The potentially precedent-setting case began in 2010 when US Coast Guard patrols in Panamanian waters spotted a wooden fishing vessel operating without lights or a flag. Suspicious, the Coast Guard alerted the Panamanian Navy and the chase was on. The Navy officers chased the vessel until the suspects abandoned the ship and fled on land deep into Panama's jungle. Following a thorough search of the vessel the Coast Guard discovered "760 kilos of cocaine." The feds had scored a mother lode. Meanwhile the four occupants of the vessel were arrested the next day in the jungle by Panamanian National Frontier Service.

Through a diplomatic agreement, Panama handed the captured men over to the US for prosecution.They were indicted in Florida's Southern District in Miami for conspiracy and possession with intent to distribute five kilograms or more of cocaine aboard a vessel subject to US jurisdiction under the Maritime Drug Law Enforcement Act.

They were convicted and sentenced to federal prison. Their attorneys, led by Miami defense attorney Tracey Dreispul, appealed. The Maritime Drug Law Enforcement Act was unconstitutional because it exceeded Congress' constitutional powers under the Offenses Clause, they argued.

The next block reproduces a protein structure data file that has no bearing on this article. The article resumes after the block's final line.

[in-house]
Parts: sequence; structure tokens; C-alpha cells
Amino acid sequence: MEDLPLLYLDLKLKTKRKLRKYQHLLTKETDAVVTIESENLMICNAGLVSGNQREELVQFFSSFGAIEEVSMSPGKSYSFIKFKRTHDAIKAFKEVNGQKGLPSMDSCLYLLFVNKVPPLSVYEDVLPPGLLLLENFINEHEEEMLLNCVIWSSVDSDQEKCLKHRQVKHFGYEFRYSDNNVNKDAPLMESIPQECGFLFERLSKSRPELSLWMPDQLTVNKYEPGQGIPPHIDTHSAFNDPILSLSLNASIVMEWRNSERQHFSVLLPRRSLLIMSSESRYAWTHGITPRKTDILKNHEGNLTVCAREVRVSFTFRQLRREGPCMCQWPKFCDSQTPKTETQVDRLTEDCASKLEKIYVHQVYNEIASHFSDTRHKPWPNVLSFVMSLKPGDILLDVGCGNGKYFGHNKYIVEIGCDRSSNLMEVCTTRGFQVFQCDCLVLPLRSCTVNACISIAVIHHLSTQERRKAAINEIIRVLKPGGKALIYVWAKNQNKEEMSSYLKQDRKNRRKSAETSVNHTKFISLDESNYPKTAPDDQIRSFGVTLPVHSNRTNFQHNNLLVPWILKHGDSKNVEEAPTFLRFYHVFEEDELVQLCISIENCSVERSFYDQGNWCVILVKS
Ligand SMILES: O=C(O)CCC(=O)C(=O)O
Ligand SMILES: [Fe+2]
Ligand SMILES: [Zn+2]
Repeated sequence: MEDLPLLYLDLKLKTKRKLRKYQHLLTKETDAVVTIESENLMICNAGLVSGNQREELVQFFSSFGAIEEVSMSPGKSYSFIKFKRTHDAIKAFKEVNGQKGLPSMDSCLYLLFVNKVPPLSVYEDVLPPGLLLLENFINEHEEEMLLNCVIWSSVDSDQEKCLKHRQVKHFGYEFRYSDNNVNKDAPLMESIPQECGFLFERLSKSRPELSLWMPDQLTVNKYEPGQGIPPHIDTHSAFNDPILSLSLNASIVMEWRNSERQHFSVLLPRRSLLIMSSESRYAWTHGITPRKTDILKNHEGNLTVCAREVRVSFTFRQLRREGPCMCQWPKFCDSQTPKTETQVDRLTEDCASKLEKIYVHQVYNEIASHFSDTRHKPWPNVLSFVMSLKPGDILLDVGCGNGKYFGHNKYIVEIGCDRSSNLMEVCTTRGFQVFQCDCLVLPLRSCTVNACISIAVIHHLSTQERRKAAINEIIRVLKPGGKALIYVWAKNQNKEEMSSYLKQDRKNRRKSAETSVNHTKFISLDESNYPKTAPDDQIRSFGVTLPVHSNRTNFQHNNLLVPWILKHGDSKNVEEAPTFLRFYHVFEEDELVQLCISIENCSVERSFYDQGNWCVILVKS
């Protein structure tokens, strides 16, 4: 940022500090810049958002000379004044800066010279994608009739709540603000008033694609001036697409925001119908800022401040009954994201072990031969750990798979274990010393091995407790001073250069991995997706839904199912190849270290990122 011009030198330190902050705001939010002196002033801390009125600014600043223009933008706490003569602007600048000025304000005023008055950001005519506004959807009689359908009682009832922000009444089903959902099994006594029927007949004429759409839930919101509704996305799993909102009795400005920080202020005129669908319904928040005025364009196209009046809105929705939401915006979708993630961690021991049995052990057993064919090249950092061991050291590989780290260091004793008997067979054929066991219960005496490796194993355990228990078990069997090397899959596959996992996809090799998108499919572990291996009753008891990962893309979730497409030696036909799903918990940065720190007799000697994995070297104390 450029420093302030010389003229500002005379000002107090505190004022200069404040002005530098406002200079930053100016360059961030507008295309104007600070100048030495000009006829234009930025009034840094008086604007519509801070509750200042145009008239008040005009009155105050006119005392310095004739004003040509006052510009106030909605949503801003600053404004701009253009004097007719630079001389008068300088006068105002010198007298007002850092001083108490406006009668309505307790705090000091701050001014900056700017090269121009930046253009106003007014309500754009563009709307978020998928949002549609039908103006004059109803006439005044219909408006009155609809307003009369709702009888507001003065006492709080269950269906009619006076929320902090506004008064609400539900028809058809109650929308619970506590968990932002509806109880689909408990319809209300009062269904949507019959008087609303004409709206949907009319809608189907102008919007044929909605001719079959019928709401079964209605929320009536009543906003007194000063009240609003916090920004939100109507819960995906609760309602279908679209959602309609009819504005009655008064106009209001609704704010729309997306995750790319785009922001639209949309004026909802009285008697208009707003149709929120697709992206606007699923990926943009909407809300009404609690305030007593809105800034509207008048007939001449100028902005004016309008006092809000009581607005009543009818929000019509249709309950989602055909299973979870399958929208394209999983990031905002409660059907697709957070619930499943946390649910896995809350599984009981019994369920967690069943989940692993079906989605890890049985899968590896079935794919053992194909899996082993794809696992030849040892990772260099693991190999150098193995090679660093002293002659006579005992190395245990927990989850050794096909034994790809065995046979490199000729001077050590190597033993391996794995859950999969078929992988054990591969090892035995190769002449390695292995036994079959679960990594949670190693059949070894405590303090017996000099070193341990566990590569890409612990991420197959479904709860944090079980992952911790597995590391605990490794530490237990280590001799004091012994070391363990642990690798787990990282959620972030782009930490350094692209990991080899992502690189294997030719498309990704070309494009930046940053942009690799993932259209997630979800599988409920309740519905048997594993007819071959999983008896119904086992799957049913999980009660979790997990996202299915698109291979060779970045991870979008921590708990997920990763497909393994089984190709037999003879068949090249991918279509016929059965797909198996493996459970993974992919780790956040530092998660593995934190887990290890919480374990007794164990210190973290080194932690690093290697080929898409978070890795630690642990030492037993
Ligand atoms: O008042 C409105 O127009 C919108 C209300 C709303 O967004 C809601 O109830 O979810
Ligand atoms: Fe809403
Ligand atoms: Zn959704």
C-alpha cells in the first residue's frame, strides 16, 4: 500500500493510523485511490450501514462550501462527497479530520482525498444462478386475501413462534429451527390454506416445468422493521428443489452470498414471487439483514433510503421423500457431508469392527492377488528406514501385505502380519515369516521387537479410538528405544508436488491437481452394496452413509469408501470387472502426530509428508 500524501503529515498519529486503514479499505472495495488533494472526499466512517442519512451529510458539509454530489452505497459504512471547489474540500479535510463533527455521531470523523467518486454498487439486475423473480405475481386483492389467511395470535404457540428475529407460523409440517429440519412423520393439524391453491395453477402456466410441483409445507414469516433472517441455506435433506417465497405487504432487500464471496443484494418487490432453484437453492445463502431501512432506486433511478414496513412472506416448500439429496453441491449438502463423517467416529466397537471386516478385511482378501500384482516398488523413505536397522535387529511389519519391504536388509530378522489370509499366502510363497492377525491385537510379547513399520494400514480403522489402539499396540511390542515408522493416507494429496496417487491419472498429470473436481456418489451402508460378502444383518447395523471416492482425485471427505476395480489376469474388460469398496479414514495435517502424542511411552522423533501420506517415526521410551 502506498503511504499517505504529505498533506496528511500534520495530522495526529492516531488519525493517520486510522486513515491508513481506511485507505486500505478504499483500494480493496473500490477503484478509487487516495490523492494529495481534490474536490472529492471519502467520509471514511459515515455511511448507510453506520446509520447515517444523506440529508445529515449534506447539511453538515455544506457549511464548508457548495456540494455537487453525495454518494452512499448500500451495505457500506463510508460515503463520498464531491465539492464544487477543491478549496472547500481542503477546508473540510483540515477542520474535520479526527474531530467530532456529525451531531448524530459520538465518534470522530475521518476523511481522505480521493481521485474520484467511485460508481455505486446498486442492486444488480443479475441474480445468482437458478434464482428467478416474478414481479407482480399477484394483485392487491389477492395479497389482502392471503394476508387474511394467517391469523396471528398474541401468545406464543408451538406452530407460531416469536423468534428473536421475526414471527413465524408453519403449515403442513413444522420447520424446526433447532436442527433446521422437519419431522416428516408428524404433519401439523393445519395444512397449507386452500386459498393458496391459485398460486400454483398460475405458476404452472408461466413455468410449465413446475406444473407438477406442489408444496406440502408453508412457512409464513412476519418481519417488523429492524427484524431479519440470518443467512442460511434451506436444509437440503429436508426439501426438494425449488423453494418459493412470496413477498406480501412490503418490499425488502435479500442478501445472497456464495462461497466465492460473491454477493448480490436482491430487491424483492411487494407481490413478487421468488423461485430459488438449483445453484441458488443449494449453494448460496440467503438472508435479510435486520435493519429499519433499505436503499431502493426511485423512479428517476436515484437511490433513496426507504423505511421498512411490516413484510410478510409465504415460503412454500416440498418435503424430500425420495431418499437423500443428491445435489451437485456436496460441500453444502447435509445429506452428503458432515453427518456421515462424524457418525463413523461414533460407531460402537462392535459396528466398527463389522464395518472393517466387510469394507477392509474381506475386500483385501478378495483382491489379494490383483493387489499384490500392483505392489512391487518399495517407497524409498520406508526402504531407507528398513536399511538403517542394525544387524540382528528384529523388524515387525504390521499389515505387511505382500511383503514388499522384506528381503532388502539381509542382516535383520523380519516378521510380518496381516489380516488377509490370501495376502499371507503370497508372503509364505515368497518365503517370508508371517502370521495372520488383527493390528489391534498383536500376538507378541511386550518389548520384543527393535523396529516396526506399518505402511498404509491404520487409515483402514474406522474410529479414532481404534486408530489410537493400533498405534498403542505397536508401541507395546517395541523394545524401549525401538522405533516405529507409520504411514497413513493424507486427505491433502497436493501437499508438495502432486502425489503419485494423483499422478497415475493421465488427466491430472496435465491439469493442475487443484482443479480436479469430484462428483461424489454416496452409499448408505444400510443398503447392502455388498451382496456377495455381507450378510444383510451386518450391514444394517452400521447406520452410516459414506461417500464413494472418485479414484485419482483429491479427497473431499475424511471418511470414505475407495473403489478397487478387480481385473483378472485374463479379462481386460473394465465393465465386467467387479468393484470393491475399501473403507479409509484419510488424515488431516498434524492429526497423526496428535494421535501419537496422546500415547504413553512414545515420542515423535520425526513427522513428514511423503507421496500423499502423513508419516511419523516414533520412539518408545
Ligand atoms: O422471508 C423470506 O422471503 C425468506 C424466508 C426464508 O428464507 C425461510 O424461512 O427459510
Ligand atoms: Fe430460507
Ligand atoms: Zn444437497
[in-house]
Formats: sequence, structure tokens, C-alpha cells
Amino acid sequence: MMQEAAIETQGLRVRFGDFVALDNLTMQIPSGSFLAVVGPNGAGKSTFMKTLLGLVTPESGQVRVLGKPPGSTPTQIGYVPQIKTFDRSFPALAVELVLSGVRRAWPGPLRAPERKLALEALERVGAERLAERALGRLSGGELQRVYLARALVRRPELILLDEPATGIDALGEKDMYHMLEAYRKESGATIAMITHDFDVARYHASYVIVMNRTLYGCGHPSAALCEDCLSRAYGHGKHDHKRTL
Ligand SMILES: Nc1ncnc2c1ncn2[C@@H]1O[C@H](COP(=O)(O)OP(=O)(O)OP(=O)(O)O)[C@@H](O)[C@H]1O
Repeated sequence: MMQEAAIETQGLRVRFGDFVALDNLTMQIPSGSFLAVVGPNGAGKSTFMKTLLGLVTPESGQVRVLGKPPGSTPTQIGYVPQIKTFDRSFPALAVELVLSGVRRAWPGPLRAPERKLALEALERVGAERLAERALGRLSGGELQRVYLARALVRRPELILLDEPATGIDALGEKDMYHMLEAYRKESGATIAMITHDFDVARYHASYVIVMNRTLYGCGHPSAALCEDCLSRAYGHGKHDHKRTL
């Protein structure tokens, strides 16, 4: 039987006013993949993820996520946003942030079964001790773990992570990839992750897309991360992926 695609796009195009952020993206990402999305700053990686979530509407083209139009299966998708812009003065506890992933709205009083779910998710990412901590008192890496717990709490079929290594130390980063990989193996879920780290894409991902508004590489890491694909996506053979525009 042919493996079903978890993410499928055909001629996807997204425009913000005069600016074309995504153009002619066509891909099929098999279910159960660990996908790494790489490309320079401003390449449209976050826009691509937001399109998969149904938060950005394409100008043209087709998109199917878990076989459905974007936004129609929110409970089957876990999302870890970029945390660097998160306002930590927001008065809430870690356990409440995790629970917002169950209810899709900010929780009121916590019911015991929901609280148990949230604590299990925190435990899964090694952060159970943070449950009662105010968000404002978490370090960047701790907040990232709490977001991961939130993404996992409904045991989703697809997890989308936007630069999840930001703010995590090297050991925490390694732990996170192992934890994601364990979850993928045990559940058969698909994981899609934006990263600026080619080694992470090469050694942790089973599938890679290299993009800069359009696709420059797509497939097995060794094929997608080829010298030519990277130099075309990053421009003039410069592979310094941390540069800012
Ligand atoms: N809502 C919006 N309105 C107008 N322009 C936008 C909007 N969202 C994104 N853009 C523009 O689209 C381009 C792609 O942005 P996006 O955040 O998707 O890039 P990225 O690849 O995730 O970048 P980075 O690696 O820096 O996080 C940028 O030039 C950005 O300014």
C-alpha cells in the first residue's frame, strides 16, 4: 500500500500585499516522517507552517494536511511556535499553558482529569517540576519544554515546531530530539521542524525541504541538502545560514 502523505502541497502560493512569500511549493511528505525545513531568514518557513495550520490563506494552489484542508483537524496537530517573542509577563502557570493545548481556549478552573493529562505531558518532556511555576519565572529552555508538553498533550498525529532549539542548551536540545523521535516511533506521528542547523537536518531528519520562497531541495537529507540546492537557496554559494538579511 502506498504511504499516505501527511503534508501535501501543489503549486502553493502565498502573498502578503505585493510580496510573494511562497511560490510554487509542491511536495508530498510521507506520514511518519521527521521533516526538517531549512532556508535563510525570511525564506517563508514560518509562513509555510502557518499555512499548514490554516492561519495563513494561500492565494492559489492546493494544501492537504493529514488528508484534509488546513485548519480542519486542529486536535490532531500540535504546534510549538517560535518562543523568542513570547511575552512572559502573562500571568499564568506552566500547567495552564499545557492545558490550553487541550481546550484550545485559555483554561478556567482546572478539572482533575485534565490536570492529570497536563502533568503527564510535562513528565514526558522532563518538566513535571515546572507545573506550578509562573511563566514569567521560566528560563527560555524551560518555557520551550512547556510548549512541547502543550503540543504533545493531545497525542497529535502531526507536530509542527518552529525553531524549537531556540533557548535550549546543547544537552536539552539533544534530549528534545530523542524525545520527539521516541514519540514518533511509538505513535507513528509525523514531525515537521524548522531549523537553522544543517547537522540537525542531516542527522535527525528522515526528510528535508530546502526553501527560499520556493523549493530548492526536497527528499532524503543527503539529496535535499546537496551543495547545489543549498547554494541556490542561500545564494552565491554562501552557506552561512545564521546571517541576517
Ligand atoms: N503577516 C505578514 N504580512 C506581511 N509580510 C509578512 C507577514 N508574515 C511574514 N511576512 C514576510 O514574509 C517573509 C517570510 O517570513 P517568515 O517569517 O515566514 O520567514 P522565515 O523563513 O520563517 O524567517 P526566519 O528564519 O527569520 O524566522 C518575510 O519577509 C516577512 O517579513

The Justice Department responded that "drug trafficking is an offense against 'Law of Nations' as applied to the defendants' conduct -- -subject to Universal Jurisdiction because when Congress enacted the Maritime Drug Law Enforcement Act, it stated that drug trafficking is 'universally condemned' and a threat to the security and societal well-being of the United States." Prosecutors also argued that "the US federal district court had lawful jurisdiction over the cocaine because the defendants had been operating a vessel without a flag or national identification, and that the Panamanian government consented to have the men prosecuted in the United States."

But the appeals court in Atlanta wasn't buying it. "Offenses against Laws of Nations can only be interpreted in accordance with principles of customary international law because international law proscribes which conduct may be punished as an Offense against the Laws of Nations," the court held.

In other words, Congress doesn't get to define what constitutes customary international law.